CINCINNATI — Ohio’s fight against the opioid overdose epidemic has been more of a marathon than a sprint. In our state’s race to save lives, there have been many signs of progress — from the influx of federal dollars going to state and local treatment programs to serious efforts to further incorporate evidence-based substance-use treatment into the state Medicaid program. Preliminary opioid death numbers for 2018 track reductions in Cleveland, Dayton and many other big cities as well as other parts of the state, marking a trend from last year when the number of prescription opioid overdose deaths reached an eight-year low. Unfortunately, in 2017, the overall deaths attributed to opioids hit an all-time high as well.
But for all the critical ground it’s made, Ohio – like the rest of the nation – still has significant room for improvement in a key area that can make all the difference for patients and families: comprehensive insurance coverage for evidence-based addiction treatment.
According to the Substance Abuse and Mental Health Services Administration, only about one in ten individuals with a substance use disorder receives treatment. Even fewer receive medication-assisted treatment (MAT), which has emerged as one of the most effective ways to treat individuals with opioid use disorder and has been proven to reduce relapse and overdose deaths. MAT works by combining counseling support and behavioral therapies with the appropriate administration of FDA-approved medications meant to help patients cope with withdrawal symptoms and cravings.
Policymakers in Ohio and across the country have begun to recognize MAT as an important tool in treating addiction – and recent efforts to integrate these elements into our state Medicaid program are an important step toward widespread adoption.
There are still many barriers to overcome. One of the most significant is the fact that the current financing structure for outpatient treatment is insufficient in many ways – especially in regard to office-based opioid treatment. The fee-for-service model, which is most commonly used by insurers to pay for addiction services, does not necessarily incentivize coordinated care and in many cases is insufficient to support the resources required to identify, diagnose, and develop a treatment plan for opioid use disorder. As a result, treatment is often segregated and coordination among providers is sometimes nonexistent.
In April, the American Society of Addiction Medicine and the American Medical Association announced an innovative alternative payment model that could revolutionize how opioid use disorder treatment is delivered and covered by insurers. The Patient-Centered Opioid Addiction Treatment (P-COAT) model is explicitly designed to integrate and provide comprehensive insurance coverage for the medical, psychological, and social support aspects of addiction treatment in a way that encourages quality care while also reducing expensive emergency department visits and hospitalizations.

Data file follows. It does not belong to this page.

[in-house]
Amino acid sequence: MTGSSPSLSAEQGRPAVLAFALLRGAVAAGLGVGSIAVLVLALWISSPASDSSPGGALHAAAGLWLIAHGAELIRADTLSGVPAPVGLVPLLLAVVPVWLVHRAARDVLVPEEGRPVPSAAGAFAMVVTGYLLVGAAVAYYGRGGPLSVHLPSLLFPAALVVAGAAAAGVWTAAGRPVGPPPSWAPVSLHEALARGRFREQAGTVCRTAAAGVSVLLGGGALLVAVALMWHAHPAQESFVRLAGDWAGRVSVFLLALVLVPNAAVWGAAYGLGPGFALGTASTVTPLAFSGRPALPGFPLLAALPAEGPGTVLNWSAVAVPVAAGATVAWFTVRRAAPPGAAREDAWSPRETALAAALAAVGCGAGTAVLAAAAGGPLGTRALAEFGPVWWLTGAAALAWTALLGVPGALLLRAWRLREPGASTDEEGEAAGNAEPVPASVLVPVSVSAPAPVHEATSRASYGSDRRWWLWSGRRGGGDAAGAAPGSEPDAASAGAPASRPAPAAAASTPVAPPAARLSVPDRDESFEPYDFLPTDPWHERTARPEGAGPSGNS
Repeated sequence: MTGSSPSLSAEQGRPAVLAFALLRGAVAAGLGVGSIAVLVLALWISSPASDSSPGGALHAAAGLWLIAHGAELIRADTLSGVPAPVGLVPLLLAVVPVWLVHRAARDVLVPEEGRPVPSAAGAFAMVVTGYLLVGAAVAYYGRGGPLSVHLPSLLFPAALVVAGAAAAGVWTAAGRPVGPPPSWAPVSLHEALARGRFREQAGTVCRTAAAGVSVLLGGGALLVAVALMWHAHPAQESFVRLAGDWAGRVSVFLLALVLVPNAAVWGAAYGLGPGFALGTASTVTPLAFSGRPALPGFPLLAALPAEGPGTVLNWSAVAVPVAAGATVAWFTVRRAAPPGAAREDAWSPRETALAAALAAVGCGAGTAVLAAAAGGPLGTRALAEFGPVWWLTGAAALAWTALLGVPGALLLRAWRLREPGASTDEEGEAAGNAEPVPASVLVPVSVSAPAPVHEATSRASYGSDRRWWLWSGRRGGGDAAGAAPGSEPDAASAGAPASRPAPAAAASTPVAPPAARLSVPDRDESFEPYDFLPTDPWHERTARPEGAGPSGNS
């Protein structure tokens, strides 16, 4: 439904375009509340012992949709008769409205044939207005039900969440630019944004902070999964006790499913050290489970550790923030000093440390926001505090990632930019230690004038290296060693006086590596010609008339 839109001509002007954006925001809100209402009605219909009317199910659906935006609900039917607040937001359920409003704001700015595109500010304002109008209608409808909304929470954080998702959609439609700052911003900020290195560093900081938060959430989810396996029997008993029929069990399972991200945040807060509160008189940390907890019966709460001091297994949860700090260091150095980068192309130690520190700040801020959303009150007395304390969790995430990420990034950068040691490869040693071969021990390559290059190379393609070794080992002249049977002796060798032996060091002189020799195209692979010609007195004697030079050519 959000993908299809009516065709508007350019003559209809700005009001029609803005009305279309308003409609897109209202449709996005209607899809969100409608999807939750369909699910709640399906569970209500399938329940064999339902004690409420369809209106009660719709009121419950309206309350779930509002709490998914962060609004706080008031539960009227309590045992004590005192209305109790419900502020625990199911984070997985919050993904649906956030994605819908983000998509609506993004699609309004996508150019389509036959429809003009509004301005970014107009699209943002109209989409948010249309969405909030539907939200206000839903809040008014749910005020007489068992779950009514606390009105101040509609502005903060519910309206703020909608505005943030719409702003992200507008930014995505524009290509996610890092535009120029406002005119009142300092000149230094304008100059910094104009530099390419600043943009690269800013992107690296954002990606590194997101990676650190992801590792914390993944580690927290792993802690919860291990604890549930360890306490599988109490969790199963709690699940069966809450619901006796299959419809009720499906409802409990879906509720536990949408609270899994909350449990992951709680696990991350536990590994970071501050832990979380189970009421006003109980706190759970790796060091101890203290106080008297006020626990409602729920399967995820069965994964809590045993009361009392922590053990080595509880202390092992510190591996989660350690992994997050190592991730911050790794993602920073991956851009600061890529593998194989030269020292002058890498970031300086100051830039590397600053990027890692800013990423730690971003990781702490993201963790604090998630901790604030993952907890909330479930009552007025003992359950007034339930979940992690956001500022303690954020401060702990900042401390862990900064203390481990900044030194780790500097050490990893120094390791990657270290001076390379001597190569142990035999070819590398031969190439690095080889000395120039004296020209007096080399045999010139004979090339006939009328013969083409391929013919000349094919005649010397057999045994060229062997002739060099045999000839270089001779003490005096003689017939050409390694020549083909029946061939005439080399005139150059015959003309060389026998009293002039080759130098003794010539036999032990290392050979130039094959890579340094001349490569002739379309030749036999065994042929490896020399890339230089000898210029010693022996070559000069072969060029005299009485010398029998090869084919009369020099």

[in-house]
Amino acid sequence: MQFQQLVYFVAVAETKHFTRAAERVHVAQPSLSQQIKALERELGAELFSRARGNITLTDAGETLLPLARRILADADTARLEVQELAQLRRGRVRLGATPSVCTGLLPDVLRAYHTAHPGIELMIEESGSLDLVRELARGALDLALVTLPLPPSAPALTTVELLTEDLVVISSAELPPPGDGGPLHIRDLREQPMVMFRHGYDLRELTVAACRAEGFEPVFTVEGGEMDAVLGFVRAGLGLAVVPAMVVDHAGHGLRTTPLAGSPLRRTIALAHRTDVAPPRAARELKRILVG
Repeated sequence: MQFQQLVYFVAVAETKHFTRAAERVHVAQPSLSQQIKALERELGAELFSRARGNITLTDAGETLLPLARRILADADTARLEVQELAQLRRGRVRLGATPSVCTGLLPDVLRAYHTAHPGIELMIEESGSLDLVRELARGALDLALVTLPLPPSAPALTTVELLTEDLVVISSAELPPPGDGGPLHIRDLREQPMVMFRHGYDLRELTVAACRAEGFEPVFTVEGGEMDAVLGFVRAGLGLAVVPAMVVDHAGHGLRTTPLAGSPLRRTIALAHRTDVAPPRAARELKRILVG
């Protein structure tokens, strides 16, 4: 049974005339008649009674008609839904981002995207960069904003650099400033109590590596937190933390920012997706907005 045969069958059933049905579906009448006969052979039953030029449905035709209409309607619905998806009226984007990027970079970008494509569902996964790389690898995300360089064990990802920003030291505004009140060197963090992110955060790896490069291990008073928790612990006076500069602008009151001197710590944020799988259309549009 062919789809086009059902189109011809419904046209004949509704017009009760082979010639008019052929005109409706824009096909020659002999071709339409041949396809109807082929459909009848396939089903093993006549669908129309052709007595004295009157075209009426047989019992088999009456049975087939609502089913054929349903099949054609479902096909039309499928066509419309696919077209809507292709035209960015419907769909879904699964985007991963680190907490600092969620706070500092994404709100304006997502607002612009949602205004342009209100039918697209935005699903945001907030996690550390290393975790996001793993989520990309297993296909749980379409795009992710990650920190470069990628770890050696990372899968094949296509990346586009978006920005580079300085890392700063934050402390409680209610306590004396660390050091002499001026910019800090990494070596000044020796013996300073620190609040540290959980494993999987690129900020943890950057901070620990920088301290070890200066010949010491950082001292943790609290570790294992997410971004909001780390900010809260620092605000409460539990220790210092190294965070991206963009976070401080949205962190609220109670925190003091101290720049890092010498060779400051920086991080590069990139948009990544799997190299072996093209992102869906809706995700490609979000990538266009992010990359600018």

P-COAT would provide physicians and health professionals with the structure they need to effectively treat patients with opioid use disorder and require that the treatment delivered is consistent with national standards and known best practices.
Patients treated by a provider who uses the P-COAT model can expect to receive three types of outpatient services: office-based MAT, outpatient psychological counseling/therapy, and appropriate care coordination and social support. The model allows for collaboration between providers to deliver the full range of care.
Most importantly, P-COAT’s development was guided by a wealth of research showing that evidence-based MAT, when combined with appropriate medical and psychosocial support, is the most effective means of treating individuals with opioid use disorder. According to the latest research, health care costs were cut by more than half (to $13,500 from $31,000) for patients who received a combination of MAT and psychosocial support services compared to those who received no treatment – in part by reducing expensive emergency room visits. The model and its cost-savings potential should be welcome news for state officials tasked with ensuring federal dollars go as far as possible to save lives.
With the proper tools and resources, it is possible to achieve a future where all Americans have access to evidence-based addiction treatment. P-COAT brings us one step closer to that goal.
Dr. Shawn A. Ryan, a member of Gov. Mike DeWine’s RecoveryOhio Advisory Council, is the immediate past president of the Ohio Society of Addiction Medicine and chaired the American Medical Association-American Society of Addiction Medicine alternative payment model working group. He is also the president and chief medical officer of BrightView Health, an outpatient addiction treatment organization with sites throughout Ohio.
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